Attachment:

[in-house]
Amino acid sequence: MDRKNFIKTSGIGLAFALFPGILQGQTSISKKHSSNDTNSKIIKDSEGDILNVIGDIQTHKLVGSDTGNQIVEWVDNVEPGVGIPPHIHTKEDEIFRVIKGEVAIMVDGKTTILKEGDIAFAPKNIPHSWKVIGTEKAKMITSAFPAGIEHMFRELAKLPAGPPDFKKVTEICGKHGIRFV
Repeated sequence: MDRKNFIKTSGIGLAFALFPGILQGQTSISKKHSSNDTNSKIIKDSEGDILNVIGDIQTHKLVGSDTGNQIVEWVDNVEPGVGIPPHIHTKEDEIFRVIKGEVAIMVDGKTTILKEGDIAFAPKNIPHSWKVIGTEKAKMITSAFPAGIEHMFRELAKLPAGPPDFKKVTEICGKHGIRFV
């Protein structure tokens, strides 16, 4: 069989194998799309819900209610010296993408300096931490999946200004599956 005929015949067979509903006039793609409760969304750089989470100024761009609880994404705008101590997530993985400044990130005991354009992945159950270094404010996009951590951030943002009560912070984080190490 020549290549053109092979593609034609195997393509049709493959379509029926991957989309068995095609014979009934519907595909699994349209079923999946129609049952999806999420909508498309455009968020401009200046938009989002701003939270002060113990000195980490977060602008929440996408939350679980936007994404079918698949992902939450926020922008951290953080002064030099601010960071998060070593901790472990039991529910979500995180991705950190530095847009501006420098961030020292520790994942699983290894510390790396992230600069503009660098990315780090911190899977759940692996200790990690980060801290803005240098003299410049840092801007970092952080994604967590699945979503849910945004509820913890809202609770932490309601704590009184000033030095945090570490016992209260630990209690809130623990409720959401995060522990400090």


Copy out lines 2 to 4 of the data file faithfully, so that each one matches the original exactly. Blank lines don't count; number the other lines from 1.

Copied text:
Amino acid sequence: MDRKNFIKTSGIGLAFALFPGILQGQTSISKKHSSNDTNSKIIKDSEGDILNVIGDIQTHKLVGSDTGNQIVEWVDNVEPGVGIPPHIHTKEDEIFRVIKGEVAIMVDGKTTILKEGDIAFAPKNIPHSWKVIGTEKAKMITSAFPAGIEHMFRELAKLPAGPPDFKKVTEICGKHGIRFV
Repeated sequence: MDRKNFIKTSGIGLAFALFPGILQGQTSISKKHSSNDTNSKIIKDSEGDILNVIGDIQTHKLVGSDTGNQIVEWVDNVEPGVGIPPHIHTKEDEIFRVIKGEVAIMVDGKTTILKEGDIAFAPKNIPHSWKVIGTEKAKMITSAFPAGIEHMFRELAKLPAGPPDFKKVTEICGKHGIRFV
């Protein structure tokens, strides 16, 4: 069989194998799309819900209610010296993408300096931490999946200004599956 005929015949067979509903006039793609409760969304750089989470100024761009609880994404705008101590997530993985400044990130005991354009992945159950270094404010996009951590951030943002009560912070984080190490 020549290549053109092979593609034609195997393509049709493959379509029926991957989309068995095609014979009934519907595909699994349209079923999946129609049952999806999420909508498309455009968020401009200046938009989002701003939270002060113990000195980490977060602008929440996408939350679980936007994404079918698949992902939450926020922008951290953080002064030099601010960071998060070593901790472990039991529910979500995180991705950190530095847009501006420098961030020292520790994942699983290894510390790396992230600069503009660098990315780090911190899977759940692996200790990690980060801290803005240098003299410049840092801007970092952080994604967590699945979503849910945004509820913890809202609770932490309601704590009184000033030095945090570490016992209260630990209690809130623990409720959401995060522990400090």